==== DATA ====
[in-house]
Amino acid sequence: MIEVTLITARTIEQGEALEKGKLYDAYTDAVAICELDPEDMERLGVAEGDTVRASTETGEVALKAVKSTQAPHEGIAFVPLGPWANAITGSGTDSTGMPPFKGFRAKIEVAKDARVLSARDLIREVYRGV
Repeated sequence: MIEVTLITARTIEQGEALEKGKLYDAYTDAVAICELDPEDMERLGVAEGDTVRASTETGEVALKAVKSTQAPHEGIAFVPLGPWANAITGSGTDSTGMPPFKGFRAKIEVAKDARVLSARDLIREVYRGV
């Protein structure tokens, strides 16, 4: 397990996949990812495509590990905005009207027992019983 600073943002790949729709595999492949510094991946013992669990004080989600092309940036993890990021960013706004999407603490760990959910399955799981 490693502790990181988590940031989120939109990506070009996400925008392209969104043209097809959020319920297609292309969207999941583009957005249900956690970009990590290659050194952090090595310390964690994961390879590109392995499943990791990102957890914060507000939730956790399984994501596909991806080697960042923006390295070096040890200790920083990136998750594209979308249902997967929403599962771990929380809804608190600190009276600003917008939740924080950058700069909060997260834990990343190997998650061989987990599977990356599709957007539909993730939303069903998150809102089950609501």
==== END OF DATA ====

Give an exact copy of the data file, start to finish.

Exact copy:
[in-house]
Amino acid sequence: MIEVTLITARTIEQGEALEKGKLYDAYTDAVAICELDPEDMERLGVAEGDTVRASTETGEVALKAVKSTQAPHEGIAFVPLGPWANAITGSGTDSTGMPPFKGFRAKIEVAKDARVLSARDLIREVYRGV
Repeated sequence: MIEVTLITARTIEQGEALEKGKLYDAYTDAVAICELDPEDMERLGVAEGDTVRASTETGEVALKAVKSTQAPHEGIAFVPLGPWANAITGSGTDSTGMPPFKGFRAKIEVAKDARVLSARDLIREVYRGV
């Protein structure tokens, strides 16, 4: 397990996949990812495509590990905005009207027992019983 600073943002790949729709595999492949510094991946013992669990004080989600092309940036993890990021960013706004999407603490760990959910399955799981 490693502790990181988590940031989120939109990506070009996400925008392209969104043209097809959020319920297609292309969207999941583009957005249900956690970009990590290659050194952090090595310390964690994961390879590109392995499943990791990102957890914060507000939730956790399984994501596909991806080697960042923006390295070096040890200790920083990136998750594209979308249902997967929403599962771990929380809804608190600190009276600003917008939740924080950058700069909060997260834990990343190997998650061989987990599977990356599709957007539909993730939303069903998150809102089950609501």